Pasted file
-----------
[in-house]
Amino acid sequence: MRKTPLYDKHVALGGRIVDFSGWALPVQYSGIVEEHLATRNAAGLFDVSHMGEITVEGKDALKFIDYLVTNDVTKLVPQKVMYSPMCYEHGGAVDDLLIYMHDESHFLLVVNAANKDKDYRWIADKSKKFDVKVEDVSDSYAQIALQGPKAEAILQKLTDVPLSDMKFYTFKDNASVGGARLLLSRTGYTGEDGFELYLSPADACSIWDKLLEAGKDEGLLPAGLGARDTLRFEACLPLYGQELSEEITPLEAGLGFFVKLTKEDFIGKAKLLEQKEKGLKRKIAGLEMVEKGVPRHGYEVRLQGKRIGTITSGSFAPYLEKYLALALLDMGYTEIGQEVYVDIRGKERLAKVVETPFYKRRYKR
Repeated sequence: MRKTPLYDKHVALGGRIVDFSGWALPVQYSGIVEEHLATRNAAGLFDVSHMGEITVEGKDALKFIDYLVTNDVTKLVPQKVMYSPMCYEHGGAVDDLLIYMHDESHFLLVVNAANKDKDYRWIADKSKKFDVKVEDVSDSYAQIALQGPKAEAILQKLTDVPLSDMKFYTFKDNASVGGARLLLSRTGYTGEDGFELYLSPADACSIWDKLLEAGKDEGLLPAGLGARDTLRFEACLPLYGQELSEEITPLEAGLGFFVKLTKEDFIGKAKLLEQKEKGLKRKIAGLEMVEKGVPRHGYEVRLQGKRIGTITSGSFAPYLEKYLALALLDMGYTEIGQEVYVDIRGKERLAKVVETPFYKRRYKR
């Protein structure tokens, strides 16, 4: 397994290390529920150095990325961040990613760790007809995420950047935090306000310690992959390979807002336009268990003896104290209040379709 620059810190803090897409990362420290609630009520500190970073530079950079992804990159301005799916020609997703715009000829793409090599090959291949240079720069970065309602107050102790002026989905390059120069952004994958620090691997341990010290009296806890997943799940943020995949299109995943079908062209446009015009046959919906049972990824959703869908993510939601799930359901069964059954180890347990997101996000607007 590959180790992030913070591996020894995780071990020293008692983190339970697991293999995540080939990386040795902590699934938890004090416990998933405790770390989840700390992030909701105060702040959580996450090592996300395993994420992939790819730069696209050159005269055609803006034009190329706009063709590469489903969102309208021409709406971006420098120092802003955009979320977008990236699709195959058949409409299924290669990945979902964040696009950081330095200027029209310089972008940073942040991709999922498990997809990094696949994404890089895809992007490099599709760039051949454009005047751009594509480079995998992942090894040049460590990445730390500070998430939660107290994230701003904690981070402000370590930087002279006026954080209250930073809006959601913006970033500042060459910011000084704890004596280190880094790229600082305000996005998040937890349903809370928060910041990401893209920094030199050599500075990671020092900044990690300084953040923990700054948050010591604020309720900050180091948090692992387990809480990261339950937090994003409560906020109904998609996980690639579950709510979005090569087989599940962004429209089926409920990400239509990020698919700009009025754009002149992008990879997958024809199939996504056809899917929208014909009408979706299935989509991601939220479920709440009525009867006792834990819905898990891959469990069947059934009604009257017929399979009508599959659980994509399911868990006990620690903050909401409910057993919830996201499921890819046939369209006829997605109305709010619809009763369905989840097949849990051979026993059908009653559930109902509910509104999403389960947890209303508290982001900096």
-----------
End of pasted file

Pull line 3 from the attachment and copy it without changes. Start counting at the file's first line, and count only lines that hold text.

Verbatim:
Repeated sequence: MRKTPLYDKHVALGGRIVDFSGWALPVQYSGIVEEHLATRNAAGLFDVSHMGEITVEGKDALKFIDYLVTNDVTKLVPQKVMYSPMCYEHGGAVDDLLIYMHDESHFLLVVNAANKDKDYRWIADKSKKFDVKVEDVSDSYAQIALQGPKAEAILQKLTDVPLSDMKFYTFKDNASVGGARLLLSRTGYTGEDGFELYLSPADACSIWDKLLEAGKDEGLLPAGLGARDTLRFEACLPLYGQELSEEITPLEAGLGFFVKLTKEDFIGKAKLLEQKEKGLKRKIAGLEMVEKGVPRHGYEVRLQGKRIGTITSGSFAPYLEKYLALALLDMGYTEIGQEVYVDIRGKERLAKVVETPFYKRRYKR